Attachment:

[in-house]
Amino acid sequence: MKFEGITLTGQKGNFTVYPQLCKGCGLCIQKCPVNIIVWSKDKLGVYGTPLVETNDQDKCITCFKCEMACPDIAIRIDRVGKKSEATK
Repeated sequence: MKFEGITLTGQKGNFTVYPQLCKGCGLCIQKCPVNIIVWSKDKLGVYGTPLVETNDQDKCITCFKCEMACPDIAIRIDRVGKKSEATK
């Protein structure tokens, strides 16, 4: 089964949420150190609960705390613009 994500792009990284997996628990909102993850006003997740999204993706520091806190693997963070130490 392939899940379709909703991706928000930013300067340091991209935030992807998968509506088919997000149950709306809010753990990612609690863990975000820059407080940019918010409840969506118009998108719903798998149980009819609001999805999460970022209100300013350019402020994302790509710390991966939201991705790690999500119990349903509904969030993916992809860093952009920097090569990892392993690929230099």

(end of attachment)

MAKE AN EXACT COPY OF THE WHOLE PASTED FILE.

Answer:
[in-house]
Amino acid sequence: MKFEGITLTGQKGNFTVYPQLCKGCGLCIQKCPVNIIVWSKDKLGVYGTPLVETNDQDKCITCFKCEMACPDIAIRIDRVGKKSEATK
Repeated sequence: MKFEGITLTGQKGNFTVYPQLCKGCGLCIQKCPVNIIVWSKDKLGVYGTPLVETNDQDKCITCFKCEMACPDIAIRIDRVGKKSEATK
């Protein structure tokens, strides 16, 4: 089964949420150190609960705390613009 994500792009990284997996628990909102993850006003997740999204993706520091806190693997963070130490 392939899940379709909703991706928000930013300067340091991209935030992807998968509506088919997000149950709306809010753990990612609690863990975000820059407080940019918010409840969506118009998108719903798998149980009819609001999805999460970022209100300013350019402020994302790509710390991966939201991705790690999500119990349903509904969030993916992809860093952009920097090569990892392993690929230099």